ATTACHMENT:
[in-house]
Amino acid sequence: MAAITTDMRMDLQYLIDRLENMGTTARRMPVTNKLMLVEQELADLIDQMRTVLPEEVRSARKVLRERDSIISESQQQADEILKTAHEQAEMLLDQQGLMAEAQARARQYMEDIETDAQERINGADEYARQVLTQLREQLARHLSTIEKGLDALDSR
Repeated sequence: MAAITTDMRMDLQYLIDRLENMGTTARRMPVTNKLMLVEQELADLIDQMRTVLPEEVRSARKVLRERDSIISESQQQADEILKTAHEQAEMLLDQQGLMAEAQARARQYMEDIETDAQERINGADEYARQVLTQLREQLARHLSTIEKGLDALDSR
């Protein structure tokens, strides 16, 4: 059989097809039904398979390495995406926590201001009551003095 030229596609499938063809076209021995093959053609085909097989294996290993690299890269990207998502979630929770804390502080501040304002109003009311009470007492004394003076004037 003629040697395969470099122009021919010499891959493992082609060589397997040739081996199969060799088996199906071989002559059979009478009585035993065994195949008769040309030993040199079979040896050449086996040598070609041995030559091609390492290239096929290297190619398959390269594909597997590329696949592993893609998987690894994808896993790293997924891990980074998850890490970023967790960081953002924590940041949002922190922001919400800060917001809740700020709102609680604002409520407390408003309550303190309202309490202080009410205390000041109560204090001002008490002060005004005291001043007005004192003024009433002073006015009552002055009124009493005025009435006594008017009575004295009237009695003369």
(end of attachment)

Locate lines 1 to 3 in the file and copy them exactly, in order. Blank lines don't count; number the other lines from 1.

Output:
[in-house]
Amino acid sequence: MAAITTDMRMDLQYLIDRLENMGTTARRMPVTNKLMLVEQELADLIDQMRTVLPEEVRSARKVLRERDSIISESQQQADEILKTAHEQAEMLLDQQGLMAEAQARARQYMEDIETDAQERINGADEYARQVLTQLREQLARHLSTIEKGLDALDSR
Repeated sequence: MAAITTDMRMDLQYLIDRLENMGTTARRMPVTNKLMLVEQELADLIDQMRTVLPEEVRSARKVLRERDSIISESQQQADEILKTAHEQAEMLLDQQGLMAEAQARARQYMEDIETDAQERINGADEYARQVLTQLREQLARHLSTIEKGLDALDSR